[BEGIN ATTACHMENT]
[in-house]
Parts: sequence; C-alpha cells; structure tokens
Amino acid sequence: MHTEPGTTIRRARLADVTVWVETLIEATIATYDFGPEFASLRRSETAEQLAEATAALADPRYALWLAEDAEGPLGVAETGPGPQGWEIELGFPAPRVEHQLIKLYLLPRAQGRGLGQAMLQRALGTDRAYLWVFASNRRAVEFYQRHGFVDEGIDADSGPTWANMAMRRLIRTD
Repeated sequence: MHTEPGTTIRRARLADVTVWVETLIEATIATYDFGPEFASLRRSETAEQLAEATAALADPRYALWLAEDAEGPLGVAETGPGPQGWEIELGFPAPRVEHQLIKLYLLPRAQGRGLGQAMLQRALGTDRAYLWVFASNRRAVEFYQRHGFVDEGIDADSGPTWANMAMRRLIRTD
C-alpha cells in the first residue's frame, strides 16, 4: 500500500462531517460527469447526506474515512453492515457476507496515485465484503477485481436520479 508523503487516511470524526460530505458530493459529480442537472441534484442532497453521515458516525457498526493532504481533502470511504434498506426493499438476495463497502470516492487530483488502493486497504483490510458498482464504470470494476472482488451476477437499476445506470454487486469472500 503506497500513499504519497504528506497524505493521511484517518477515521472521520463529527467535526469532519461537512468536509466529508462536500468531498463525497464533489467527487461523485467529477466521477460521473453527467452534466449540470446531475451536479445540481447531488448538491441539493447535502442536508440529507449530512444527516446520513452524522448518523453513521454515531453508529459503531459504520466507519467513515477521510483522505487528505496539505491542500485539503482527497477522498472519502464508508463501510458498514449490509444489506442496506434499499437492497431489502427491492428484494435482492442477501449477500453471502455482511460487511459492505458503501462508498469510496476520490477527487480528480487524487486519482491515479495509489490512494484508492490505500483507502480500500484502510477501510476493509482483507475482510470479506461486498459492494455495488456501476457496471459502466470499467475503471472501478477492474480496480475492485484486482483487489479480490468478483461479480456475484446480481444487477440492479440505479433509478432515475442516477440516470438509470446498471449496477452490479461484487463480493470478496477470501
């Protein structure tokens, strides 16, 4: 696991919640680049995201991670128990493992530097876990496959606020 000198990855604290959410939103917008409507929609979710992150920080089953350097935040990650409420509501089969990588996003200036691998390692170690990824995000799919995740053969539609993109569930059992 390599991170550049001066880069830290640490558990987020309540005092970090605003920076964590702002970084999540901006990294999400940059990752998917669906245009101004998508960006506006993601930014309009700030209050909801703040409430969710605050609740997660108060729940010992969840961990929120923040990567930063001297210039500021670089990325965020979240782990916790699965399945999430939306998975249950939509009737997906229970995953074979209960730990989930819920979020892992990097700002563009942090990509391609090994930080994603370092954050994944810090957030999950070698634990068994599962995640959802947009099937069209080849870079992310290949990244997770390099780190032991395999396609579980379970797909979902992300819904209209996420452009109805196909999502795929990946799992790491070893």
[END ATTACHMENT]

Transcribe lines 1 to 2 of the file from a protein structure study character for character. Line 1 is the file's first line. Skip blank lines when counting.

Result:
[in-house]
Parts: sequence; C-alpha cells; structure tokens